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    Tuned 400bhp F105CB 3.2-litre V8-engined 1988 Ferrari 328 GTS

    Posted in Cars on Monday, February 04 2019

    Feature Car Ferrari 328 GTS. This isn’t just the ultimate build, it’s the ultimate story of succeeding at life. Mitchell Button is a young man with an old soul. When his custom Ferrari 328 targa blew the roof off SEMA, he was happy to absorb the derision of the purists. Because this unique build is about so much more than petty egos… Words: Daniel Bevis Photography: Mike Kuhn.

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    CAR: #Ferrari-328GTS-Turbo / #Ferrari-328GTS / #Ferrari-328 / #Ferrari-328-Turbo / #Ferrari-GTS-Turbo / #1988-Ferrari-GTS-Turbo / #Ferrari / #Ferrari-V8

    Year of manufacture #1988
    Recorded mileage 2878km
    Asking price £125,000
    Vendor Cotswold Collectors Cars, near Bibury, Glos; tel: 01242 821600; www.cotswoldcars.com


    Price not listed in UK
    Max power 254bhp
    Max torque 246lb ft
    0-60mph 6.2 secs
    Top speed 157mph
    Mpg 16.3

    Rather more powerful than the 210bhp 208 turbo models that it replaced, and featuring all of the same styling changes as the new 3.2-litre 328 launched in 1986, this tax-break special is the final development of the transverse #V8-engined two-seat Ferrari series. One of 828 made between 1986 and 1989, it was first owned by a member of the Brunei royal family but clearly hardly used. The most recent keeper is selling, having decided that he doesn’t want to add to the tiny mileage. The car recently went to marque specialist Bob Houghton in Northleach for £3500 of remedial and recommissioning work, including new front dampers.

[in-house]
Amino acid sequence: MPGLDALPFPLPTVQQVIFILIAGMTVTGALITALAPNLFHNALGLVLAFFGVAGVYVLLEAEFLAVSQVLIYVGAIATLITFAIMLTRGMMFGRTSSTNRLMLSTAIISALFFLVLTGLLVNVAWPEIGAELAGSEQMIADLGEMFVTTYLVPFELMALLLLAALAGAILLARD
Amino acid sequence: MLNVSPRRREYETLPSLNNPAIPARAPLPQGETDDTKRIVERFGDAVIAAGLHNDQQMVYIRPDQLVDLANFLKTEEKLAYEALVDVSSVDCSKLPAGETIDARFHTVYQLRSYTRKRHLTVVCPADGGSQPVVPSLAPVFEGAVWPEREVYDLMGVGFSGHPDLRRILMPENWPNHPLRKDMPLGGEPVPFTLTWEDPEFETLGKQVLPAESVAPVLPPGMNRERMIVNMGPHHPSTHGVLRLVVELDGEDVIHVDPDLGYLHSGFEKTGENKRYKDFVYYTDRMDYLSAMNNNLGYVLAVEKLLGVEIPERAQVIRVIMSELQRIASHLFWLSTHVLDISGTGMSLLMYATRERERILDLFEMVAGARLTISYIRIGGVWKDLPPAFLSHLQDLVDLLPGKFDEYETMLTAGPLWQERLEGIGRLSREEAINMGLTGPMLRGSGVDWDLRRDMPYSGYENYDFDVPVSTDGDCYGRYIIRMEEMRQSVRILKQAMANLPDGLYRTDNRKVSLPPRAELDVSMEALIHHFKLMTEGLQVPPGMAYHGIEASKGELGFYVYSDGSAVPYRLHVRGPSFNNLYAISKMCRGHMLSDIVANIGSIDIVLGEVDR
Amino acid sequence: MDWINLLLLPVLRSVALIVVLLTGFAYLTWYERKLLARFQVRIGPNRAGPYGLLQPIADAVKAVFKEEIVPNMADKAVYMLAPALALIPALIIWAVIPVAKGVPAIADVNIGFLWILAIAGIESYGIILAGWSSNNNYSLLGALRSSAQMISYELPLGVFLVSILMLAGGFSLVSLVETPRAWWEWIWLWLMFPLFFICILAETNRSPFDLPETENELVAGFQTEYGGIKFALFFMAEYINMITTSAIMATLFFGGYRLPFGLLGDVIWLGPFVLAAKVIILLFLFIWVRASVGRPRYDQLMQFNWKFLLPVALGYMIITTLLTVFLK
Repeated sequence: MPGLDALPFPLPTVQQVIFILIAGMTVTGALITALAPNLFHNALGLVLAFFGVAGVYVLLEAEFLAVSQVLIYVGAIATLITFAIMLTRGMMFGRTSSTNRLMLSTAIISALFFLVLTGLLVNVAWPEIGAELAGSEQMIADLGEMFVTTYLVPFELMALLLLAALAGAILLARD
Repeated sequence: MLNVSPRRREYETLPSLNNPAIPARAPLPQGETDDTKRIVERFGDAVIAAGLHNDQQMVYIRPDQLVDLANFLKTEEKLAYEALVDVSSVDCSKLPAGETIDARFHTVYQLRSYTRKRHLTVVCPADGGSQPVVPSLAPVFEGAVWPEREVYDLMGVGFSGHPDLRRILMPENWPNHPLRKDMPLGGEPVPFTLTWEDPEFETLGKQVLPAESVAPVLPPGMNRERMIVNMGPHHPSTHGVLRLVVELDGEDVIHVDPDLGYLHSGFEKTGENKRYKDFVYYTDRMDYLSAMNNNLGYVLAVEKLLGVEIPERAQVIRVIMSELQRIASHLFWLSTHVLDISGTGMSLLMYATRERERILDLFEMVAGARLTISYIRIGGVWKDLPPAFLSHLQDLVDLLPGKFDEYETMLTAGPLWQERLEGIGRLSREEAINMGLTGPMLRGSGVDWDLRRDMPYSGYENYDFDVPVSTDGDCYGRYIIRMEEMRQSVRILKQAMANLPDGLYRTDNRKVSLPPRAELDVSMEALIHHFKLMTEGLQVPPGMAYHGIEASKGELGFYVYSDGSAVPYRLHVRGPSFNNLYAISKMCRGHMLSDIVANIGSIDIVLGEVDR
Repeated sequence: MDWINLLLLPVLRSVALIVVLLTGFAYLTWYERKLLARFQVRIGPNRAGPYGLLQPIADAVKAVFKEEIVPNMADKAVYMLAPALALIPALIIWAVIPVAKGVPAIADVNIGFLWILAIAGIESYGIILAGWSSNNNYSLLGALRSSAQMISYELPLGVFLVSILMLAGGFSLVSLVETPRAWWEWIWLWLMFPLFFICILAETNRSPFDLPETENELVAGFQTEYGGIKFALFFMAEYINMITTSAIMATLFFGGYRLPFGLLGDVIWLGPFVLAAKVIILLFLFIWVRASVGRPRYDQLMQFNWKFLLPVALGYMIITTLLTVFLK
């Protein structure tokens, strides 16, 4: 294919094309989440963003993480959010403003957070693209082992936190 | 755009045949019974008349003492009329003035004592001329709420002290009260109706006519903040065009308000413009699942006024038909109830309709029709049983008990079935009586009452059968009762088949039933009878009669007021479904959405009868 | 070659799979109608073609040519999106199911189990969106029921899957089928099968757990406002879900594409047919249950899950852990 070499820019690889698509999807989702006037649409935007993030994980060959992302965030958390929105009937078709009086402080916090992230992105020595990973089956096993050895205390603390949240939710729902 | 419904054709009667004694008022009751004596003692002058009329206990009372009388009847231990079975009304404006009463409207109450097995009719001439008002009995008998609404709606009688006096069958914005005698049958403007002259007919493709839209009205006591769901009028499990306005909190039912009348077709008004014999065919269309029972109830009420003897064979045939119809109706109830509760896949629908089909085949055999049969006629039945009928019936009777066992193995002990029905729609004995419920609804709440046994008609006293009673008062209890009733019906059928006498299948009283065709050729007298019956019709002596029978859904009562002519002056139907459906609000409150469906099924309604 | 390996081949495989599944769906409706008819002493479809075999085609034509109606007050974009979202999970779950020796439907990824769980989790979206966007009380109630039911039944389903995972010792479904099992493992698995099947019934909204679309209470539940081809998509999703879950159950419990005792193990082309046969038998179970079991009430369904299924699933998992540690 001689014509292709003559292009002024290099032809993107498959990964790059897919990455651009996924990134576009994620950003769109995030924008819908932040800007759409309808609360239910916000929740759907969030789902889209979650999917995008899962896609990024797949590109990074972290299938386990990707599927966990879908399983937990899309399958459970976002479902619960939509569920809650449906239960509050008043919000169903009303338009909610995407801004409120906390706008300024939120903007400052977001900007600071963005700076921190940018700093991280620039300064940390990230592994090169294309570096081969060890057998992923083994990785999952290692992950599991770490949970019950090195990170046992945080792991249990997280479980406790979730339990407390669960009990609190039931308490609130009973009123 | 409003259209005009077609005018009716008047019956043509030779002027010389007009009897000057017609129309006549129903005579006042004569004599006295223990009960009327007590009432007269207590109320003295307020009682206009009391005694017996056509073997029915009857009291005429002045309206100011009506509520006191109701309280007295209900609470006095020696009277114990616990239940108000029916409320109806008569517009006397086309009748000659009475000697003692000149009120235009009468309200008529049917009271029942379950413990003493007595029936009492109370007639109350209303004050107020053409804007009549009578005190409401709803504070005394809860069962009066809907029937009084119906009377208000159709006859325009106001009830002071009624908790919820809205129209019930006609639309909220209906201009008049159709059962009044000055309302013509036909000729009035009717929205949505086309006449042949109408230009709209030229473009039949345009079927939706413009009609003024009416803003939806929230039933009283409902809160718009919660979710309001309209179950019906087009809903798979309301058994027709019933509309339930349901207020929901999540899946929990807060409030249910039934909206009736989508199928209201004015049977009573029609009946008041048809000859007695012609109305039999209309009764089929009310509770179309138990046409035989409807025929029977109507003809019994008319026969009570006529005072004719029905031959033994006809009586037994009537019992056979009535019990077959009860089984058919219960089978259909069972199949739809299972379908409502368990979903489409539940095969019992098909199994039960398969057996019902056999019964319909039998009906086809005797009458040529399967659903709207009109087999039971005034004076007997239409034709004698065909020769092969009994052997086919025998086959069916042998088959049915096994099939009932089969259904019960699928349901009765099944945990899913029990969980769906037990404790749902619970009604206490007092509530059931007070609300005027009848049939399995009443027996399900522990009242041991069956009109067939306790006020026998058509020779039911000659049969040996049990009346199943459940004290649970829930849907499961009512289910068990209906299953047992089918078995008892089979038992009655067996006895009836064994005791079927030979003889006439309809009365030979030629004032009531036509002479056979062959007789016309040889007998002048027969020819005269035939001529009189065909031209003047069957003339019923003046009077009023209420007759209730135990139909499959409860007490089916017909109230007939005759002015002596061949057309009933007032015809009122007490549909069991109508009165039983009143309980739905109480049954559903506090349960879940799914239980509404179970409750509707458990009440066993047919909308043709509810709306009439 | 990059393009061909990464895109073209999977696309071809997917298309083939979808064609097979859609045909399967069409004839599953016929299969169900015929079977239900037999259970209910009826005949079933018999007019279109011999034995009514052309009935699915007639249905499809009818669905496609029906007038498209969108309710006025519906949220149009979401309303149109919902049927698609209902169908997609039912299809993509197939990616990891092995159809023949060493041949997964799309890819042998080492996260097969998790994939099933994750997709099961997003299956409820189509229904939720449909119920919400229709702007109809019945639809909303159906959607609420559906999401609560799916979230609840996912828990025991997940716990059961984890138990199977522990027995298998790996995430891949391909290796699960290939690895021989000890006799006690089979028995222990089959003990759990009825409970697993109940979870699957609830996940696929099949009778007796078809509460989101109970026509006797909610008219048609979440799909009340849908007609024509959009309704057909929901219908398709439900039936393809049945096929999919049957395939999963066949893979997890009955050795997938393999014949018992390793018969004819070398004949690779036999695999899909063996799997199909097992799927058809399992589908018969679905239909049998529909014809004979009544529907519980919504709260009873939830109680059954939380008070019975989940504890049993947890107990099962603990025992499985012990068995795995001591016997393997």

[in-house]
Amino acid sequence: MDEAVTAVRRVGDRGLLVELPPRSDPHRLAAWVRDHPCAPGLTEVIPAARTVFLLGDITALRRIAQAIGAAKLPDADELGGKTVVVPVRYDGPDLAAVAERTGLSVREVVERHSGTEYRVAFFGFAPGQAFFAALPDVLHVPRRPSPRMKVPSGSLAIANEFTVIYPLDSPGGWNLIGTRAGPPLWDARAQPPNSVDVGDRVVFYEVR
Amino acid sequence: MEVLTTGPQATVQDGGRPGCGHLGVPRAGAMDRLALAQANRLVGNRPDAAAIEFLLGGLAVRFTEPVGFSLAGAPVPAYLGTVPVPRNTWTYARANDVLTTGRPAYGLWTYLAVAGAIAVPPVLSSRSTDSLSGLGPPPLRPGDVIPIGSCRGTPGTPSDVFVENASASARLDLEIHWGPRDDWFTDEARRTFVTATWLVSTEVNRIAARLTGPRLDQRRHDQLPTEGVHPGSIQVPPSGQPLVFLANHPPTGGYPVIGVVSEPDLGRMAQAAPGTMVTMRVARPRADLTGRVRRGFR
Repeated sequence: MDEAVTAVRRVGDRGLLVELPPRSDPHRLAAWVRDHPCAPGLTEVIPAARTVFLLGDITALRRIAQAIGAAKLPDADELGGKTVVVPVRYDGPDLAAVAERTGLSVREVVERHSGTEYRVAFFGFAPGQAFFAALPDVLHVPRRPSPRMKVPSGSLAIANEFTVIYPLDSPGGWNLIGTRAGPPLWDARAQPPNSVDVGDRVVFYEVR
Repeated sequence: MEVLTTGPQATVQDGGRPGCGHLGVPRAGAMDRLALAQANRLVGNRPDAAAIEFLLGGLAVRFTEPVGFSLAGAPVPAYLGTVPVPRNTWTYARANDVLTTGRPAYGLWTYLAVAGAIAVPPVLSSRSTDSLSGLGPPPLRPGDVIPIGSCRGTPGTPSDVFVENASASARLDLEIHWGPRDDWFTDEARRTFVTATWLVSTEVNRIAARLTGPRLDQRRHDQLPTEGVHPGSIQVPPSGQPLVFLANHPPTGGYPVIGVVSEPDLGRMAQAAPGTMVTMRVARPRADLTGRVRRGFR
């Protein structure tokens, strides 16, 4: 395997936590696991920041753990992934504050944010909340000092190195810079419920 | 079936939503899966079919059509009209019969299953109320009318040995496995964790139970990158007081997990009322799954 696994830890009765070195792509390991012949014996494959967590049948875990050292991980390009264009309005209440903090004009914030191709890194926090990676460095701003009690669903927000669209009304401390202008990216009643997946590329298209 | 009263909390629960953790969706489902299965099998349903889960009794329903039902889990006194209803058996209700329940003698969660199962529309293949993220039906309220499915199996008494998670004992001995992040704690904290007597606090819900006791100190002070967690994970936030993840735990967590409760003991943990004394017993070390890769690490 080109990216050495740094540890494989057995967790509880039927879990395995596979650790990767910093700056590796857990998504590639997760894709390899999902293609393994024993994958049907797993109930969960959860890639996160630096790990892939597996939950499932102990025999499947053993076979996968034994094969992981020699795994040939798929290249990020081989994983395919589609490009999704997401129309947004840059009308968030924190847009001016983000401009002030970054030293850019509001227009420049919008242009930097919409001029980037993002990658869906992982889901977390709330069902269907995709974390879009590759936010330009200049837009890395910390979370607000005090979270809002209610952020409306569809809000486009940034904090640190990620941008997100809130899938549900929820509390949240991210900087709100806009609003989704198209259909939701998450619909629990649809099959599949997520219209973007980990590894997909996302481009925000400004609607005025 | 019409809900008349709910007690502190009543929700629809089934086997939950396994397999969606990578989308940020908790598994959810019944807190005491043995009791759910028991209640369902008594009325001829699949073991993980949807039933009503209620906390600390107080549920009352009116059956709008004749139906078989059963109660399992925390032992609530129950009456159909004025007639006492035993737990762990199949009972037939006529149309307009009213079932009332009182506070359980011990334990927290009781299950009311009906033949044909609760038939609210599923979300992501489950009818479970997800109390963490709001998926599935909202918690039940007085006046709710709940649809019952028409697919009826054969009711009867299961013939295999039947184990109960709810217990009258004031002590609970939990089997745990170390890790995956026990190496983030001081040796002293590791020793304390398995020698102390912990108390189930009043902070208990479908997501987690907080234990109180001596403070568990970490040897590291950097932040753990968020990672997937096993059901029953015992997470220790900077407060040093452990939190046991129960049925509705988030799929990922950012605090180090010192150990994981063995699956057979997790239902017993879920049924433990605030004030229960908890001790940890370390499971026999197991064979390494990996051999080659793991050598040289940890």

It’s crisp and unscuffed, the Azzurro metallic paint deep and shiny, and the glassfibre roof panel protected in its bag. The blue leather seats are unworn, plus the dash top is perfect. Its tyres are Goodyear Eagles with full tread, but they’re not date-stamped so are probably the originals.

    The motor is clean, with a new oil pipe to the turbo, presumably fitted during the latest cambelt service in 2016, which also involved freeing off the clutch because the car had been standing for so long. The jack is still in its bag in the boot, and there’s a cover, along with the orange front marker light lenses that had to be changed for its MoT following import to the UK.

    We were prepared to be underwhelmed by how the car drives, but it’s actually really good, the 1991cc intercooled turbo version of the four-cam #V8 making it about as fast as a 328 but delivered in a more exciting way, the rush of torque at 4000rpm – with correct max boost of 0.6bar – feeling more immediate, after which it behaves similarly to the larger-engined car. The chassis is taut, the brakes work well and second gear is available more or less from the start. Warm oil pressure is 6bar at 3000rpm and above, temperature steady at 80ºC. The aircon blows cold, no surprise because the pump looks new, and both electric windows and mirrors work.